<font,color="blue">The notations for matrix algebra in Julia are beautiful. The transpose of a matrix is just</font>

In [16]:
X=[1 2;3 4]
Out[16]:
2x2 Array{Int64,2}:
 1  2
 3  4
In [2]:
X'
Out[2]:
2x2 Array{Int64,2}:
 1  3
 2  4

<font,color="blue">Lots of linear algebra functions are avalable.</font>

In [3]:
X'X
Out[3]:
2x2 Array{Int64,2}:
 10  14
 14  20
In [17]:
kron(X,X)
Out[17]:
4x4 Array{Int64,2}:
 1   2   2   4
 3   4   6   8
 3   6   4   8
 9  12  12  16
In [20]:
y=[3,10]
X'X\X'y  #solve X'Xβ=X'y
Out[20]:
2-element Array{Float64,1}:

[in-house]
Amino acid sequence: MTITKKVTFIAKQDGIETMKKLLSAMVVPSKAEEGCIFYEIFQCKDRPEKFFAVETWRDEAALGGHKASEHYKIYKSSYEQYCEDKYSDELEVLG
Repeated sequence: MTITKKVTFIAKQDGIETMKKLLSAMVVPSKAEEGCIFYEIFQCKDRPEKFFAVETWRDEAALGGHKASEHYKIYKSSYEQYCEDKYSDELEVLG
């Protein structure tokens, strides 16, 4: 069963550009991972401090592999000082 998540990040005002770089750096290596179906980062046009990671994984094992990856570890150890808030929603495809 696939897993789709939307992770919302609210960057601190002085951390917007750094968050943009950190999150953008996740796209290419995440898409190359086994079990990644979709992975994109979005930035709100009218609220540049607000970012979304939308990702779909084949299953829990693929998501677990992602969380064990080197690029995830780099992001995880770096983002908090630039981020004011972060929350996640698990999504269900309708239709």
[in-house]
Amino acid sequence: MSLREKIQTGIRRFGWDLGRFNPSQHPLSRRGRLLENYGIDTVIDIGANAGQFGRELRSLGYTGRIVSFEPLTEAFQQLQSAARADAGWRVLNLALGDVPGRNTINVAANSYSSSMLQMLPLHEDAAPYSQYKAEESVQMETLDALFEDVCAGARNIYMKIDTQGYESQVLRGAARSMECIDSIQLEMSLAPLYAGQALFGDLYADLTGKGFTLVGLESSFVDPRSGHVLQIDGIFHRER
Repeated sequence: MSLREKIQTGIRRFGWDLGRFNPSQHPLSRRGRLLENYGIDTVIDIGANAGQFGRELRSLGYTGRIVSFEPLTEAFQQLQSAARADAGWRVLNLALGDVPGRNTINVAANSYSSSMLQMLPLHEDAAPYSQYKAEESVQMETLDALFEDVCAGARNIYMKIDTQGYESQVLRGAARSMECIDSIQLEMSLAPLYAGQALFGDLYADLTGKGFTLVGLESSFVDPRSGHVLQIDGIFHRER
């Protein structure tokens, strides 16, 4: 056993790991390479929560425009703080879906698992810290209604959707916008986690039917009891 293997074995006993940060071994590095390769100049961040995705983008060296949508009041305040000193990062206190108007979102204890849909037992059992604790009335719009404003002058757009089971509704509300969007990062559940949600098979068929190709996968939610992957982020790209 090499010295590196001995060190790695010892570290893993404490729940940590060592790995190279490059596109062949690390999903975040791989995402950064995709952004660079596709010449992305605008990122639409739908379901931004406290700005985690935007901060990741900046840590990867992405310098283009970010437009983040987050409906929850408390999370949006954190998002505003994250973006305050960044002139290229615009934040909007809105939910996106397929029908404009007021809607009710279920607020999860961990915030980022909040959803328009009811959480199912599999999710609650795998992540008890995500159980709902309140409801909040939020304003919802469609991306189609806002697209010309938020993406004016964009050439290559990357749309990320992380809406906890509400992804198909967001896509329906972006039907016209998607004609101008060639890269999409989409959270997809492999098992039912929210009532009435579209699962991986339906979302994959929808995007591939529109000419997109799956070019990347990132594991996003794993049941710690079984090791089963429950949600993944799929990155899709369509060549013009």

4.0
 -0.5

<font,color="blue">It's easy to check the rank of a matrix, whether it is positive definite, trace, determinant ...</font>

In [4]:
rank(X)
Out[4]:
2
In [6]:
isposdef(X'X)
Out[6]:
true

Matrix decompositions

In [9]:
eig(X'X)
Out[9]:
([0.133931,29.8661],
2x2 Array{Float64,2}:
 -0.817416  0.576048
  0.576048  0.817416)
In [12]:
chol(X'X)
Out[12]:
2x2 Array{Float64,2}:
 3.16228  4.42719 
 0.0      0.632456

Linear algebra functions in Julia are mostly implemented by calling LAPACK. Please check the official documentation to learn more.